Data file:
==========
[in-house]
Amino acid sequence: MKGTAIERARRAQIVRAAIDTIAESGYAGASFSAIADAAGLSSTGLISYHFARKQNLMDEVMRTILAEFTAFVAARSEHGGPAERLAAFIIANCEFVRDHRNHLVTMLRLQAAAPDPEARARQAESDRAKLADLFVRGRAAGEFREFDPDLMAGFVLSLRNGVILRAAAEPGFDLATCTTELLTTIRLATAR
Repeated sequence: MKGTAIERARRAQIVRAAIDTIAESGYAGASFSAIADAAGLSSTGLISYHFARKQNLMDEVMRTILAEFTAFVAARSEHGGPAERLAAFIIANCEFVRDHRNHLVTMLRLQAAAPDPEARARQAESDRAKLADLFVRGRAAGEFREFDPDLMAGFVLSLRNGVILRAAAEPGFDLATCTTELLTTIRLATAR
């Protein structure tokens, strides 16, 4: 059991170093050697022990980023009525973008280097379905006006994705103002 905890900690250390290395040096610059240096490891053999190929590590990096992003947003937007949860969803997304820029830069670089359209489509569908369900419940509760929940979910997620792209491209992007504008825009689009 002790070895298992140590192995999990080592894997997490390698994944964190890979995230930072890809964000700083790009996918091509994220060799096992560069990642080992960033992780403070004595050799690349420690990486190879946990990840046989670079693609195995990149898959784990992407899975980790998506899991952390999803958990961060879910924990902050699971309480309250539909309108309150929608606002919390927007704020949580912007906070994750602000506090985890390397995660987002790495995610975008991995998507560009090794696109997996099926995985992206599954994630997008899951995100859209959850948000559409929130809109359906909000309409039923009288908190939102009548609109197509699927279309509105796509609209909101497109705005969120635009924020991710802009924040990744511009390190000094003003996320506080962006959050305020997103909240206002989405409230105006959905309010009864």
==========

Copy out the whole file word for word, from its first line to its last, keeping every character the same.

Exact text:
[in-house]
Amino acid sequence: MKGTAIERARRAQIVRAAIDTIAESGYAGASFSAIADAAGLSSTGLISYHFARKQNLMDEVMRTILAEFTAFVAARSEHGGPAERLAAFIIANCEFVRDHRNHLVTMLRLQAAAPDPEARARQAESDRAKLADLFVRGRAAGEFREFDPDLMAGFVLSLRNGVILRAAAEPGFDLATCTTELLTTIRLATAR
Repeated sequence: MKGTAIERARRAQIVRAAIDTIAESGYAGASFSAIADAAGLSSTGLISYHFARKQNLMDEVMRTILAEFTAFVAARSEHGGPAERLAAFIIANCEFVRDHRNHLVTMLRLQAAAPDPEARARQAESDRAKLADLFVRGRAAGEFREFDPDLMAGFVLSLRNGVILRAAAEPGFDLATCTTELLTTIRLATAR
């Protein structure tokens, strides 16, 4: 059991170093050697022990980023009525973008280097379905006006994705103002 905890900690250390290395040096610059240096490891053999190929590590990096992003947003937007949860969803997304820029830069670089359209489509569908369900419940509760929940979910997620792209491209992007504008825009689009 002790070895298992140590192995999990080592894997997490390698994944964190890979995230930072890809964000700083790009996918091509994220060799096992560069990642080992960033992780403070004595050799690349420690990486190879946990990840046989670079693609195995990149898959784990992407899975980790998506899991952390999803958990961060879910924990902050699971309480309250539909309108309150929608606002919390927007704020949580912007906070994750602000506090985890390397995660987002790495995610975008991995998507560009090794696109997996099926995985992206599954994630997008899951995100859209959850948000559409929130809109359906909000309409039923009288908190939102009548609109197509699927279309509105796509609209909101497109705005969120635009924020991710802009924040990744511009390190000094003003996320506080962006959050305020997103909240206002989405409230105006959905309010009864």